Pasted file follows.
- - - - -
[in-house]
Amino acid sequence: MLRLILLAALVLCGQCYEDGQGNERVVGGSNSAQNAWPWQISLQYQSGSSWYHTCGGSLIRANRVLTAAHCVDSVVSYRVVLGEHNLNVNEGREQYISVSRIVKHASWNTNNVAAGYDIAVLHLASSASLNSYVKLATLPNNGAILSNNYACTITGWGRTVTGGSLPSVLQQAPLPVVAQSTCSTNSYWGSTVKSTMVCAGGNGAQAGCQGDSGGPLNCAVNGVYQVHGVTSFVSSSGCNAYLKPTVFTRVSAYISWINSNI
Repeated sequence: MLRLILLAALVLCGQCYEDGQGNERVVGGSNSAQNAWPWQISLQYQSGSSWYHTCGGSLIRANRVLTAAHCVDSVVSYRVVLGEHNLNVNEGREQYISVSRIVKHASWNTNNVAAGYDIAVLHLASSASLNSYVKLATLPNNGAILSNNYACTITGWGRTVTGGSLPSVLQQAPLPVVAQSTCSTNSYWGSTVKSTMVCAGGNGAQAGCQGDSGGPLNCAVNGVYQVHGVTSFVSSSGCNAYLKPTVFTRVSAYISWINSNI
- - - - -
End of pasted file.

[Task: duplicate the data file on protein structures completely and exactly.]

[in-house]
Amino acid sequence: MLRLILLAALVLCGQCYEDGQGNERVVGGSNSAQNAWPWQISLQYQSGSSWYHTCGGSLIRANRVLTAAHCVDSVVSYRVVLGEHNLNVNEGREQYISVSRIVKHASWNTNNVAAGYDIAVLHLASSASLNSYVKLATLPNNGAILSNNYACTITGWGRTVTGGSLPSVLQQAPLPVVAQSTCSTNSYWGSTVKSTMVCAGGNGAQAGCQGDSGGPLNCAVNGVYQVHGVTSFVSSSGCNAYLKPTVFTRVSAYISWINSNI
Repeated sequence: MLRLILLAALVLCGQCYEDGQGNERVVGGSNSAQNAWPWQISLQYQSGSSWYHTCGGSLIRANRVLTAAHCVDSVVSYRVVLGEHNLNVNEGREQYISVSRIVKHASWNTNNVAAGYDIAVLHLASSASLNSYVKLATLPNNGAILSNNYACTITGWGRTVTGGSLPSVLQQAPLPVVAQSTCSTNSYWGSTVKSTMVCAGGNGAQAGCQGDSGGPLNCAVNGVYQVHGVTSFVSSSGCNAYLKPTVFTRVSAYISWINSNI